BUILT ON A MAJESTIC TREE-COVERED LOT ON LAKE OF TWO MOUNTAINS, THIS HOUSE BLENDS GRACEFULLY INTO THE LANDSCAPE DESPITE ITS IMPOSING FOOTPRINT.
A long pathway lined with huge trees leads to the house. In fact, from a distance, you can hardly see it. “We were looking for a large lot by the water, and we wanted to stay on the island of Montreal. We’d lived on the West Island before, and though we’d already visited several other sites, we chose Senneville as it is easy to access the main roads. For us, this was the perfect compromise between city and country, so we don’t need a secondary residence,” says the owner. “We’d made it clear to the architect that we wanted a singlestorey house that would showcase the natural beauty of the site, bringing in as much natural light as possible, and focusing on the view of the lake.” The house that previously occupied the site was in poor condition, so they applied for a demolition permit and obtained permission to build a very different kind of structure. “Our approach was to suggest a contemporary project that would respect both the setting and the surrounding architectural heritage, which has protected status,” says architect Alexandre Blouin of Blouin Tardif Architectes.
The owners wanted a house that would be resolutely modern, yet timeless. The architect’s solution was to work in blocks, and use fine materials, such as limestone and local white cedar, even for the garage and parking area. The result: a harmonious, balanced whole. “There are lots of windows on the lake side, while the front façade is somewhat curved,” the architect explains.
Inside, the house is organized around a wide central corridor giving onto the main living area, with a double-height ceiling that magnifies the view of the water. The owner maintains, “We wanted our home to be extremely functional and modern, but warm and welcoming, too.” The wood ceiling amplifies the feeling of warmth, and creates a connection to the outdoors.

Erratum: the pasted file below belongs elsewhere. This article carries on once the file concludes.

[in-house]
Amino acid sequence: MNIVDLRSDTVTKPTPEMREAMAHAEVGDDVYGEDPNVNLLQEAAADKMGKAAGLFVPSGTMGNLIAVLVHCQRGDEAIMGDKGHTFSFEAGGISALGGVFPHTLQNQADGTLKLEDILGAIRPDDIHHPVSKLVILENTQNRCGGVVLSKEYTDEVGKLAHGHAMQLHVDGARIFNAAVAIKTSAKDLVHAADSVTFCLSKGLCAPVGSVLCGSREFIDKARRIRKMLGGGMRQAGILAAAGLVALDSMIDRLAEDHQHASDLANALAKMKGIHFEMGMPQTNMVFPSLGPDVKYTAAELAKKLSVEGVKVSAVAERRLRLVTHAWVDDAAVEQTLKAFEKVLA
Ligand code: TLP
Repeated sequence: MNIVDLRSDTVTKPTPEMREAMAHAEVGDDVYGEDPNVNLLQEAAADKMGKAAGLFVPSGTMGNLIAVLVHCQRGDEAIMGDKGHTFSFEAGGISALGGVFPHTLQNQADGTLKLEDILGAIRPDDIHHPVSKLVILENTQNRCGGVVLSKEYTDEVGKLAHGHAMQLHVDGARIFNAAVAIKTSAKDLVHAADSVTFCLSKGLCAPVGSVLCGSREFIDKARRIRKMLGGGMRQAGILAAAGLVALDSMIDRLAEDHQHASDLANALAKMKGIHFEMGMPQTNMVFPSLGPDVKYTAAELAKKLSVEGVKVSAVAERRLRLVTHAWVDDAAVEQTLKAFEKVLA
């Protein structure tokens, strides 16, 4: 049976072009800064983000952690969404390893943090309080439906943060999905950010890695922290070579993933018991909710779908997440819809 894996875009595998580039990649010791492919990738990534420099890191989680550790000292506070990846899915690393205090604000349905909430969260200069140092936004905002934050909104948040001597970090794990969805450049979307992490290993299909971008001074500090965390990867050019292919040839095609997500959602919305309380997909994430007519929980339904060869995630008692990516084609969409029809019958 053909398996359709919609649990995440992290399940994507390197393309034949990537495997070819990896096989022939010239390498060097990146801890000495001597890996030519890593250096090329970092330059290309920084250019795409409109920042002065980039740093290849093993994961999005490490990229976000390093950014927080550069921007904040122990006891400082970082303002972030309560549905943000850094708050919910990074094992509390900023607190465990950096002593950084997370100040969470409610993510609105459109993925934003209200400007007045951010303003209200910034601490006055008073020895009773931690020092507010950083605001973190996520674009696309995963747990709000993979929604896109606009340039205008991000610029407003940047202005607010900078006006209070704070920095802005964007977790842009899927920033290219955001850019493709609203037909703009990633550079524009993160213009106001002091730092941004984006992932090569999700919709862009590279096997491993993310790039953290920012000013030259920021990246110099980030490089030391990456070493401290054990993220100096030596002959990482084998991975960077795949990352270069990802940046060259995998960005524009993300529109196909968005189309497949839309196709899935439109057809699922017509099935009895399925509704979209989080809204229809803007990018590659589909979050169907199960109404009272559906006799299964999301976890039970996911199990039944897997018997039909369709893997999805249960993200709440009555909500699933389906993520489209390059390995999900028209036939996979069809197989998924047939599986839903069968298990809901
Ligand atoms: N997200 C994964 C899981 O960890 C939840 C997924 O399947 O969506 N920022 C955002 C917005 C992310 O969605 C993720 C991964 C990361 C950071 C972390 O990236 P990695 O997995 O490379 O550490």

In the kitchen cum dining cum living room area, large textured floor tiles echo the limestone exterior and create a sense of continuity with the terrace. “We played with contrasts by putting a zinc panel over the whole back wall of the kitchen, which also hides the functional elements. The white cabinets in the cooking area subtly blend in, and there’s a service kitchen in the back. At the other end, you exit onto the veranda and the outside eating area,” says Blouin. Tapered fixtures illuminate the stone island and the dining table.
The furniture is proportionate to the generous spaces: a wood and leather corner couch in the living room, a massive table in the dining room. Large rooms require imposing elements to create a welcoming atmosphere, especially in such a streamlined setting, where opaque and clear glass predominate. “In the living room side, we have more limestone covering the fireplace wall, and the opposite side of the fireplace faces into the master bedroom. This area was designed as a private suite,” explains Blouin. In the bathroom, one glass divider partially encloses the shower, while a second sets the space slightly apart from the bedroom.
THE INFINITY POOL FEELS LIKE PART OF THE LANDSCAPE, FRAMED BY MATURE TREES. THE WOOD AND STONE SURROUNDINGS ECHO THE MATERIALS USED FOR THE HOUSE.
With natural light streaming in through the windows, the lakeside façade serves as an extension of the outdoors. The cedar ceiling in the summer living area provides protection from sun and rain and anchors the space, as with the interior. “Two trees were preserved between the pool and the house to connect the lush environment,” the architect recalls. At night, artificial lighting takes over. Obviously pleased with the end results, the owner states, “We were involved in every detail at every stage. We suggested other ideas, and our architects were very open and respectful. They listened, understood and respected our expectations. It was the same with the builder and the subcontractors—we worked closely with them. There was really a great feeling of teamwork and collaboration.”